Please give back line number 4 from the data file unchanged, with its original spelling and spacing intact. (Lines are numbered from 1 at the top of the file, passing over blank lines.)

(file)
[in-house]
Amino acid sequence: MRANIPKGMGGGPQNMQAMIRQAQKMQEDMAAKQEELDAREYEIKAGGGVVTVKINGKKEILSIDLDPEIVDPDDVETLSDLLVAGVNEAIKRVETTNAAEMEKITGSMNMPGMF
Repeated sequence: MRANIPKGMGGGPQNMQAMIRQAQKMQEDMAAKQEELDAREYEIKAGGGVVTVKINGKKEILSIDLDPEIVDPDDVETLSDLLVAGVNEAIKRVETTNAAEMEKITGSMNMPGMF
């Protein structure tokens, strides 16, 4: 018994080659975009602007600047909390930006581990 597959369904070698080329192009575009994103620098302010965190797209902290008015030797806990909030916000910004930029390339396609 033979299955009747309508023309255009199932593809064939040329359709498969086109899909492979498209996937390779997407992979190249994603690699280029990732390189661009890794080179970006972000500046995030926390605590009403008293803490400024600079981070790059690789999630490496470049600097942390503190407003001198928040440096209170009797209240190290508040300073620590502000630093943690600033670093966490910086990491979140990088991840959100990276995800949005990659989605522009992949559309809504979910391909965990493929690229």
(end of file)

């Protein structure tokens, strides 16, 4: 018994080659975009602007600047909390930006581990 597959369904070698080329192009575009994103620098302010965190797209902290008015030797806990909030916000910004930029390339396609 033979299955009747309508023309255009199932593809064939040329359709498969086109899909492979498209996937390779997407992979190249994603690699280029990732390189661009890794080179970006972000500046995030926390605590009403008293803490400024600079981070790059690789999630490496470049600097942390503190407003001198928040440096209170009797209240190290508040300073620590502000630093943690600033670093966490910086990491979140990088991840959100990276995800949005990659989605522009992949559309809504979910391909965990493929690229």